--------------------------------------------------------------

For example in $APP_BASE/src/Makefile:

<--snippet
obj-y += $PROFILER_BASE/
-->

Note:
- the final "/" after $PROFILER_BASE is important
- the path must be relative to application src folder

  2.3) Increase console UART baud rate (depending on your board)
  ------------------------------------

On Quark X1000, maximum standard baud rate is 921600
This is done by adding following line in $APP_BASE/prj.conf:

<--snippet
CONFIG_UART_NS16550_PORT_1_BAUD_RATE=921600
-->

Profiler has been tested at 2 Mbauds on Quark SE.

  2.4) (Galileo only) disable UART 0
  ----------------------------------

Due to an issue with Quark X1000 UART_0 IRQ mapping, UART0 must be disabled in
$APP_BASE/prj.conf:

<--snippet
CONFIG_UART_NS16550_PORT_0=n
-->

3) Enable profiler console for dynamic control
----------------------------------------------

For having the capability to dynamically enable/disable/configure the profiler
at runtime, shell command is supported.

For that purpose, following flags must be enabled in project configuration file
(e.g. $APP_BASE/prj.conf):

<-- snippet
CONFIG_KERNEL_EVENT_LOGGER_DYNAMIC=y
CONFIG_CONSOLE_HANDLER=y
CONFIG_CONSOLE_HANDLER_SHELL=y
CONFIG_MINIMAL_LIBC_EXTENDED=y
-->

CONFIG_MINIMAL_LIBC_EXTENDED is required for atoi() function used in profiler shell
command implementation.

If done, the profiler will automatically enable a shell over UART allowing to
use commands to start/stop/configure the profiler:

- Start profiling:
prof start
- Stop profiling:
prof stop
- Configure profiler:
prof cfg <cfg1> <cfg2>
This sets the kernel event logger configuration (cfg1) and kernel monitor
configuration (cfg2)
By default cfg1 is set to log all events enabled at build time and cfg2 is set
to CONFIG_TASK_MONITOR_MASK
The new configuration is applied for the following start of the profiler.
Any on-going profiling session isn't altered

- Read profiler configuration
prof cfg
Get return like X(Y) A(B)
X being currently used kernel event logger configuration / Y being the next
  value (Set by cfg command).
A being the currently used kernel monitor configuration / B being the next
  value.

WARNING: if the application has already defined its shell, then the profiler
command can be added to the list of application commands this way (apps_cmd
being the array of shell commands defined by the app)

<-- snippet
#include "profiler.h"

const struct shell_cmd apps_cmd[] = {
	...
	<apps commands defined here>
	...
	PROF_CMD,
	{ NULL, NULL}
}
-->

Note that profiler src folder must be added to the Makefile:
$APP_BASE/src/Makefile:

<--snippet
ccflags-y += -I${ZEPHYR_BASE}/samples/task_profiler/profiler/src
-->

Additionally, the profiler must not register its console so
PROFILER_NO_SHELL_REGISTER must be set to 1 while building:
export PROFILER_NO_SHELL_REGISTER=1
or
make BOARD=... PROFILER_NO_SHELL_REGISTER=1

4) Build and flash project
--------------------------

Flags that can be used by the profiler
PROFILER_NO_SHELL_REGISTER: when profiler dynamic control is set, the profiler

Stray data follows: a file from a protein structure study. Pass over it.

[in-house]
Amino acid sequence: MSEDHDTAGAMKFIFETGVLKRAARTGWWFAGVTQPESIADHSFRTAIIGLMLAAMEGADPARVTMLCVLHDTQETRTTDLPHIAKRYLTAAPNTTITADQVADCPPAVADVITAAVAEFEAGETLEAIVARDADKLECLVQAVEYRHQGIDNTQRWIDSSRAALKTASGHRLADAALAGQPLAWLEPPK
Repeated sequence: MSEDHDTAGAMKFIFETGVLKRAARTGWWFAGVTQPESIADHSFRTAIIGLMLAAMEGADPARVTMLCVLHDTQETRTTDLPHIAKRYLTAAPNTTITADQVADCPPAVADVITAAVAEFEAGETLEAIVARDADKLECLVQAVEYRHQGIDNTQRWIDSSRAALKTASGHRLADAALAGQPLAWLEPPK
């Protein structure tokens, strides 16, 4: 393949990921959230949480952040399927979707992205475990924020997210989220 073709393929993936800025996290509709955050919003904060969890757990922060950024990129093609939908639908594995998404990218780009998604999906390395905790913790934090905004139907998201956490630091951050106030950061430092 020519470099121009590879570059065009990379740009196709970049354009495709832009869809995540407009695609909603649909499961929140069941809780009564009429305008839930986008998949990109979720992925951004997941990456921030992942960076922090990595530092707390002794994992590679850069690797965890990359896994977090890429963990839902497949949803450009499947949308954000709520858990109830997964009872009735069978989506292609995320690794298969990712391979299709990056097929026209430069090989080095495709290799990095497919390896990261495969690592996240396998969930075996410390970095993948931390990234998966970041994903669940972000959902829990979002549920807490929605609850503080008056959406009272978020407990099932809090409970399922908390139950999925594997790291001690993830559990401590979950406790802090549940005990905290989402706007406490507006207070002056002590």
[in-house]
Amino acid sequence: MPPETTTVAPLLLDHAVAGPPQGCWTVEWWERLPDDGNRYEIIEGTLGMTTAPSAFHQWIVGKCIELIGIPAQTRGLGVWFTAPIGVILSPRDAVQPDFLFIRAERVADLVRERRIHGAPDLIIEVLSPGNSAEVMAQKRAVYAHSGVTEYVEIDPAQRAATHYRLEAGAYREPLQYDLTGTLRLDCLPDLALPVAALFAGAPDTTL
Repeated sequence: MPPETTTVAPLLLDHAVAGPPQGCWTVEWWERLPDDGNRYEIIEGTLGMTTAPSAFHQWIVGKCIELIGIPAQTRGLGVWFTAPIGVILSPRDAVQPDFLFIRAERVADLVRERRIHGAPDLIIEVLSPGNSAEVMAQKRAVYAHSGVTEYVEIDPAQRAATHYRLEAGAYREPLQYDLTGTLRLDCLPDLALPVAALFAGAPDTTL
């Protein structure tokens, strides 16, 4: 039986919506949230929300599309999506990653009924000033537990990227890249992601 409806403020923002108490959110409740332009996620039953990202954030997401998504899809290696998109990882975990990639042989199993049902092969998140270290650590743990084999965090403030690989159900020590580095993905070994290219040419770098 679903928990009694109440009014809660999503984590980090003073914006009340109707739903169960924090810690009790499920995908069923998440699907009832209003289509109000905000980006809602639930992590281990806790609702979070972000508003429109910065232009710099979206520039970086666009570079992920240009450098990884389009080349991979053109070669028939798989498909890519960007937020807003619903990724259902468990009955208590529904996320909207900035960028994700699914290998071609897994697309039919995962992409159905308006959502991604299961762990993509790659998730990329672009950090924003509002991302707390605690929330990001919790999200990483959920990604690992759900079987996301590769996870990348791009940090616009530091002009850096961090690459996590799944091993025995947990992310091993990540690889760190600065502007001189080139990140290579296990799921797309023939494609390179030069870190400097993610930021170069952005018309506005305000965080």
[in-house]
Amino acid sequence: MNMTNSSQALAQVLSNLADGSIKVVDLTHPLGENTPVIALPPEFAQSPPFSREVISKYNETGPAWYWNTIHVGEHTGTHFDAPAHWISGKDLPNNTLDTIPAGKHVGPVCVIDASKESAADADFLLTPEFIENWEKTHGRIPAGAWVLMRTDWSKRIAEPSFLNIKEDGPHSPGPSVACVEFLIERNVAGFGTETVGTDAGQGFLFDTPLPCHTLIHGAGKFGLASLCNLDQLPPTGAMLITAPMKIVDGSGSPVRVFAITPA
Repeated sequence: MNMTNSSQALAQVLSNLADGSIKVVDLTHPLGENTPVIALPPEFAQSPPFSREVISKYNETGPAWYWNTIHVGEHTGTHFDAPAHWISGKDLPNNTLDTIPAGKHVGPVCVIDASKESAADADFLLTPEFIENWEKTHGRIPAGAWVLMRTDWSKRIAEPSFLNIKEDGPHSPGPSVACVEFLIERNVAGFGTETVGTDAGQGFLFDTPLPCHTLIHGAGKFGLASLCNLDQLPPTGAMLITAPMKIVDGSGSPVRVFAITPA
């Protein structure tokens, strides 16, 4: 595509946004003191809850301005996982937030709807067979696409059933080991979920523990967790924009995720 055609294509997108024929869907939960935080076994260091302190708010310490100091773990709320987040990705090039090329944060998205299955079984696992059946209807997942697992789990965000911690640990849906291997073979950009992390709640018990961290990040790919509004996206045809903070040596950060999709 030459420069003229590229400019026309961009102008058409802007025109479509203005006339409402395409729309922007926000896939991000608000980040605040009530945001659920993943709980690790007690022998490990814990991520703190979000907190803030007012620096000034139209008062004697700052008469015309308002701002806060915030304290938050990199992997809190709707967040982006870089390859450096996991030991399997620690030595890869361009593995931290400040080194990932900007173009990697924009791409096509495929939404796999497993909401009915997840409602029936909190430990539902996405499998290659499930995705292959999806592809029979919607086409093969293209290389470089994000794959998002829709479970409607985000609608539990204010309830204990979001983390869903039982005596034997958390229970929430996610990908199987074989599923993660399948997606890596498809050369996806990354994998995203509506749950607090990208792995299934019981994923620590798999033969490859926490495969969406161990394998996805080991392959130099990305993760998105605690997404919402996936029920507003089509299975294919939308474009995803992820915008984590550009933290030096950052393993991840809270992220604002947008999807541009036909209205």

won't set its own console handler. In that case the
                            profiler commands must be added to the application
                            console handler

PROFILER_USECOUNTER: in case custom timestamp is set for the kernel event
                     logger, the profiler will use RTC. This flag allows to
                     use a counter instead

5) Get prepared for collecting profiler data
--------------------------------------------

  5.1) for using JTAG on galileo with OpenOCD
  -------------------------------------------

Connect OpenOCD JTAG to PC

<--snippet
cd $OPENOCD_FOLDER
openocd -f interface/ftdi/olimex-arm-usb-ocd-h.cfg -f board/quark_x10xx_board.cfg
cd $APP_BASE
gdb outdir/zephyr.elf
(gdb) target remote localhost:3333
(gdb) c
-->

  5.2) for using UART on any board
  --------------------------------

- connect console UART to host PC
- start "profterm"

<--snippet
cd $PROFILER_BASE/scripts/term/
make
cd $PROFILER_BASE/scripts
./profterm /dev/<TTY_USB> prof.log console.log
-->

<TTY_USB> being the board UART console device

Note: profterm UART rate can be set using -s option. Otherwise default speed is
921600.

  5.3) for using with QEMU (UART flushing mode)
  ---------------------------------------------

Two terminals are required
- one for running QEMU, basically redirecting serial to a virtual device
- one for running profterm (as it would be done with a board)

<--snippet
cd $PROFILER_BASE/scripts/term/
make
-->

Term1: QEMU must be launched the following way

<--snippet
cd $APP_BASE
make BOARD=... QEMU_PTY=1 qemu
-->

QEMU will display virtually created TTY
"char device redicected to /dev/pts/XY"

Term2:
<--snippet
./profterm /dev/pts/XY prof.log console.log
-->

6) Run program
--------------

7) Get log (JTAG only)
----------------------

Break execution and dump buffer
<--snippet
(gdb) ** break <CTRL-C> **
(gdb) dump binary value prof.log *(int[<BUFFER_SIZE>] *)sys_k_event_logger.ring_buf.buf
-->

<BUFFER_SIZE> being the buffer size defined in $APP_BASE/prj.conf file

8) Post-processing
------------------

WARNING: zephyr ELF file is required for post-processing. This file must be
kept together with dump files in order to be able to run the post-processing.

profile script under $PROFILER_BASE/scripts must be called in its folder for the
moment
Run "./profile.sh -h" for usage

Note that if using JTAG, HW cycles per sec is not part of the dump and so HW
cycles per sec must be provided to "profile" script using -c option (see
profile.sh help)

Notes:
- python is required for the post processing. matplotlib shall be installed for
graphical output